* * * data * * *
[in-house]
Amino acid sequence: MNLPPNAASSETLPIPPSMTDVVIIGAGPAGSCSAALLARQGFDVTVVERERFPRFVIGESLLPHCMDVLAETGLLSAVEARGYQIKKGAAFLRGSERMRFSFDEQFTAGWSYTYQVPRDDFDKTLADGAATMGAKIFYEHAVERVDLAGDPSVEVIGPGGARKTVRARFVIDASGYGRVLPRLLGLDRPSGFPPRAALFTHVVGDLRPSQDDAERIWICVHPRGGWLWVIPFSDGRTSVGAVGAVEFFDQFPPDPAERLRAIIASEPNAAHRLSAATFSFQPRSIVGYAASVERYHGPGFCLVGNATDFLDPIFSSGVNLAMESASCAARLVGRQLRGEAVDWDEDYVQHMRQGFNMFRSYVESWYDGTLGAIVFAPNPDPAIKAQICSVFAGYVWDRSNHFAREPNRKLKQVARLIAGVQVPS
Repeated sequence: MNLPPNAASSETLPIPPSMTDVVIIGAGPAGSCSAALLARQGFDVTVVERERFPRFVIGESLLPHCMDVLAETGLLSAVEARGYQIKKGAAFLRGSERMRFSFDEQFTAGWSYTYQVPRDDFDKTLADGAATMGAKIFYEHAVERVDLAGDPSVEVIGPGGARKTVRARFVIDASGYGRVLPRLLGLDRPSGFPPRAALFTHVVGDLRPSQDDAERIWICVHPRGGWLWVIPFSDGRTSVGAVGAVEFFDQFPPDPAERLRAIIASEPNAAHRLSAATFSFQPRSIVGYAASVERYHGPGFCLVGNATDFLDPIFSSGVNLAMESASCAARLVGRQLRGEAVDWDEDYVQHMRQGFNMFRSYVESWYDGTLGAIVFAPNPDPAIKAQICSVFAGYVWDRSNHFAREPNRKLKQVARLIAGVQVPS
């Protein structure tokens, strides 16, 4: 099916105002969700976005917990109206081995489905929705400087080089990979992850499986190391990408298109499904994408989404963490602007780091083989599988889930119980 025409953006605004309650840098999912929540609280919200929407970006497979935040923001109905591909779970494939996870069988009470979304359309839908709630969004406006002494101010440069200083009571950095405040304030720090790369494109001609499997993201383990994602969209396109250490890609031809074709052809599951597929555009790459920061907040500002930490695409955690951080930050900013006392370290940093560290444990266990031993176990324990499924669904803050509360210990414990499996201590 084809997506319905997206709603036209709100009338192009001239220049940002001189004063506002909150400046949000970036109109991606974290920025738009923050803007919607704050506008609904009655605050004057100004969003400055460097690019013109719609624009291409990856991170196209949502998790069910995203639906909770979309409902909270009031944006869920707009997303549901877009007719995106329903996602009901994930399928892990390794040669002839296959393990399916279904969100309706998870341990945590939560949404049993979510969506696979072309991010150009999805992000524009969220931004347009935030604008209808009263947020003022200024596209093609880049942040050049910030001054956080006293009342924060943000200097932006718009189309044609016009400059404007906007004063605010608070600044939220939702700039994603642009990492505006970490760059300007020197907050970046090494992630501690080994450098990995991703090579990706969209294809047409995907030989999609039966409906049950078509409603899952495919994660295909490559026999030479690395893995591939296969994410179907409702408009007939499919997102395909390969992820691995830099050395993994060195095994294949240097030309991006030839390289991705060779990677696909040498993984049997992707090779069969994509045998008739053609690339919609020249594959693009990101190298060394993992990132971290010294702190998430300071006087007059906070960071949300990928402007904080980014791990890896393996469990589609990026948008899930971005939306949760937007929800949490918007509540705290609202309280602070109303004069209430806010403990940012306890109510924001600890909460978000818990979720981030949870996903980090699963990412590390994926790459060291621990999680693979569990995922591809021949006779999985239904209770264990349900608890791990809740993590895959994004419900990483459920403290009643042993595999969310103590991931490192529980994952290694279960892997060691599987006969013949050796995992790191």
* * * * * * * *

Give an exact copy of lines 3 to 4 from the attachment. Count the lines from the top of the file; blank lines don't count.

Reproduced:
Repeated sequence: MNLPPNAASSETLPIPPSMTDVVIIGAGPAGSCSAALLARQGFDVTVVERERFPRFVIGESLLPHCMDVLAETGLLSAVEARGYQIKKGAAFLRGSERMRFSFDEQFTAGWSYTYQVPRDDFDKTLADGAATMGAKIFYEHAVERVDLAGDPSVEVIGPGGARKTVRARFVIDASGYGRVLPRLLGLDRPSGFPPRAALFTHVVGDLRPSQDDAERIWICVHPRGGWLWVIPFSDGRTSVGAVGAVEFFDQFPPDPAERLRAIIASEPNAAHRLSAATFSFQPRSIVGYAASVERYHGPGFCLVGNATDFLDPIFSSGVNLAMESASCAARLVGRQLRGEAVDWDEDYVQHMRQGFNMFRSYVESWYDGTLGAIVFAPNPDPAIKAQICSVFAGYVWDRSNHFAREPNRKLKQVARLIAGVQVPS
């Protein structure tokens, strides 16, 4: 099916105002969700976005917990109206081995489905929705400087080089990979992850499986190391990408298109499904994408989404963490602007780091083989599988889930119980 025409953006605004309650840098999912929540609280919200929407970006497979935040923001109905591909779970494939996870069988009470979304359309839908709630969004406006002494101010440069200083009571950095405040304030720090790369494109001609499997993201383990994602969209396109250490890609031809074709052809599951597929555009790459920061907040500002930490695409955690951080930050900013006392370290940093560290444990266990031993176990324990499924669904803050509360210990414990499996201590 084809997506319905997206709603036209709100009338192009001239220049940002001189004063506002909150400046949000970036109109991606974290920025738009923050803007919607704050506008609904009655605050004057100004969003400055460097690019013109719609624009291409990856991170196209949502998790069910995203639906909770979309409902909270009031944006869920707009997303549901877009007719995106329903996602009901994930399928892990390794040669002839296959393990399916279904969100309706998870341990945590939560949404049993979510969506696979072309991010150009999805992000524009969220931004347009935030604008209808009263947020003022200024596209093609880049942040050049910030001054956080006293009342924060943000200097932006718009189309044609016009400059404007906007004063605010608070600044939220939702700039994603642009990492505006970490760059300007020197907050970046090494992630501690080994450098990995991703090579990706969209294809047409995907030989999609039966409906049950078509409603899952495919994660295909490559026999030479690395893995591939296969994410179907409702408009007939499919997102395909390969992820691995830099050395993994060195095994294949240097030309991006030839390289991705060779990677696909040498993984049997992707090779069969994509045998008739053609690339919609020249594959693009990101190298060394993992990132971290010294702190998430300071006087007059906070960071949300990928402007904080980014791990890896393996469990589609990026948008899930971005939306949760937007929800949490918007509540705290609202309280602070109303004069209430806010403990940012306890109510924001600890909460978000818990979720981030949870996903980090699963990412590390994926790459060291621990999680693979569990995922591809021949006779999985239904209770264990349900608890791990809740993590895959994004419900990483459920403290009643042993595999969310103590991931490192529980994952290694279960892997060691599987006969013949050796995992790191």